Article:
Baskets — possibly the most understated and underestimated of accoutrements. For as long as time itself, these woven wonders have been a necessity of life for humans regardless of where in the world they come from. And while they serve many functions in the workplace, at home, and in religious ceremonies, few people stop to consider their rich cultural and historical background.
Sabah’s baskets have their own unique tales to tell. To get a glimpse of their world and their makers, Jennifer P Linggi, a Sabahan author and collector, is sharing a collection of traditional Sabah baskets for an exhibition titled ‘BAKUL: Everyday Baskets from Sabah’ curated by architects Ling Hao and Tey Khang Siang.
What to expect
The traditional Sabah baskets will be on display during the seven-week exhibition, which runs from now to 23 February 2023.
Being held in the Main Hall of The Godown’s art space in Lorong Ampang, BAKUL will feature ordinary baskets like the Tadang, Reng, Takiding, Wakid, Barait, and Saiyon that are used in cooking, cleaning, farming, hunting, gathering, and rituals.
This exhibition aims to showcase the incredible variety of baskets used by Sabahans. It’s hoped that by providing a window into the lives of the people who weave them, then people will get a greater understanding of the indigenous peoples of Sabah and the Orang Asli of Malaysia more broadly. BAKUL will also shed light on the critical challenges facing them, such as the climate emergency, marginalisation, and land rights.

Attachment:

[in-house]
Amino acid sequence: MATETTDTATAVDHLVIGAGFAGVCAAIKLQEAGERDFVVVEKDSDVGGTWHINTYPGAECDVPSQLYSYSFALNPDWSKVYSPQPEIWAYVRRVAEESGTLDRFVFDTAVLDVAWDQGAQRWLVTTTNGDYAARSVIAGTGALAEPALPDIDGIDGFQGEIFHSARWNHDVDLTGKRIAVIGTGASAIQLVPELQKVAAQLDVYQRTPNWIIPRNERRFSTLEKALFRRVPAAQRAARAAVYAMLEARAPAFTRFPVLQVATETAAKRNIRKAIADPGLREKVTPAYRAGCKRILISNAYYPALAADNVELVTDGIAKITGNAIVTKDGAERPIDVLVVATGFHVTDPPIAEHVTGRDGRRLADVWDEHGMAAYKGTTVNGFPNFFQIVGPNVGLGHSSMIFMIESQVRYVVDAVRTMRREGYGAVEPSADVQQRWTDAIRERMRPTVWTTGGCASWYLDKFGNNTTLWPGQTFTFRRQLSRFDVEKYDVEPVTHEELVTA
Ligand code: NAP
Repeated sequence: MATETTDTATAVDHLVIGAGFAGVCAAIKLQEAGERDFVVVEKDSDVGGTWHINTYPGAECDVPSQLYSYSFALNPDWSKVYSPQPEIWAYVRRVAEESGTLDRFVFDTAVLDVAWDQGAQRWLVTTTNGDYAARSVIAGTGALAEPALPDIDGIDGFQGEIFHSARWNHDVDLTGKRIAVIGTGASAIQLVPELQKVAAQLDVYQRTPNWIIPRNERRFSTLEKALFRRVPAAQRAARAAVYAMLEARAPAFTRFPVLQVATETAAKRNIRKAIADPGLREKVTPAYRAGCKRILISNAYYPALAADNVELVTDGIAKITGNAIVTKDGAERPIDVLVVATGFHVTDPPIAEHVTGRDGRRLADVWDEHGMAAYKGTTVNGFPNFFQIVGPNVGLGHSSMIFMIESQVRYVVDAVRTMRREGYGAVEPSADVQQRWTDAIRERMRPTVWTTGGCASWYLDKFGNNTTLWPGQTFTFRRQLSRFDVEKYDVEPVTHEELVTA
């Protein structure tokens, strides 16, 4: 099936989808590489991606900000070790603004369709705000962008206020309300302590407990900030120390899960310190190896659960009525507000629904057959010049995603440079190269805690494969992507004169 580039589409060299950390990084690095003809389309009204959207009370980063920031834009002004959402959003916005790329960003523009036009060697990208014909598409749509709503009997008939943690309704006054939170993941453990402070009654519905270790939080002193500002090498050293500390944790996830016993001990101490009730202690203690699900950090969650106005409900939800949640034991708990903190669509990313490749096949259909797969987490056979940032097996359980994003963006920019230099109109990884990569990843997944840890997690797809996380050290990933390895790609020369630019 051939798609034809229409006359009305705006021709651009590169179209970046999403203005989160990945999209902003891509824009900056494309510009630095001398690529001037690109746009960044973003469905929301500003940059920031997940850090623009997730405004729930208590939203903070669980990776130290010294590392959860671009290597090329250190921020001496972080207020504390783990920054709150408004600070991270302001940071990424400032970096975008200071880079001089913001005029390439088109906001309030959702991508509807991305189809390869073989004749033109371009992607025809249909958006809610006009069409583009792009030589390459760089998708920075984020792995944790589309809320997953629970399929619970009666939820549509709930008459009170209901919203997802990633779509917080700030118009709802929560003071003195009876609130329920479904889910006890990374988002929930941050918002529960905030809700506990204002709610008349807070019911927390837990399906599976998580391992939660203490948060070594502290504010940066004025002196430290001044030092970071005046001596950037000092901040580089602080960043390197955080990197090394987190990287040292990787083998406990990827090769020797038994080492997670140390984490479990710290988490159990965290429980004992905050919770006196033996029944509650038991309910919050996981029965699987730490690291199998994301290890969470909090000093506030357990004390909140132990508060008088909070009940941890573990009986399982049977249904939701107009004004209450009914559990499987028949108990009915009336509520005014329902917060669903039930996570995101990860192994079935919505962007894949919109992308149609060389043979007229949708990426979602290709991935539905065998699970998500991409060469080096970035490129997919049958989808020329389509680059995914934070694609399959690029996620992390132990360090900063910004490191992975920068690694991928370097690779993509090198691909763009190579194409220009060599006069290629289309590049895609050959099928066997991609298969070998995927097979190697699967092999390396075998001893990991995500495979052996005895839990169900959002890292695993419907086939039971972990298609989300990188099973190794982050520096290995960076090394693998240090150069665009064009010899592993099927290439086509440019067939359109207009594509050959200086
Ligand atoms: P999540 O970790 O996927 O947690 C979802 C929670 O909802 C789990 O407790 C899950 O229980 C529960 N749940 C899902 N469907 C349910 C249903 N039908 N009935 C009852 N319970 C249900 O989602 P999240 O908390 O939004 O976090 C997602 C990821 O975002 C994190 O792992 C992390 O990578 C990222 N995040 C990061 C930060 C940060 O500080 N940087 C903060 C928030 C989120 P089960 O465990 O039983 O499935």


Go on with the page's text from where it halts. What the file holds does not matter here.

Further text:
BAKUL is a free event with registration required via The Godown’s Instagram page. Exhibition hours are 12pm to 6pm on weekdays and 12pm to 7pm on weekends (Friday to Sunday). Additional activities taking place during the seven weeks will be updated on their social media pages.
A selection of photos and items collected from the Kampung Bakuku excursion where Jennifer and her team learned how to make these ‘everyday baskets’ will also be on display.
As part of the exhibition, weavers and advocates of the Orang Asli culture will be holding workshops and giving talks, so do look out for their schedule.
And don’t worry, shopaholics haven’t been forgotten. Two tamu (Sabah style open-air market) featuring Bornean crafts, food, and beverages, fresh produce, literature, and collectables will be held on 28 to 29 January and 25 to 26 February 2023.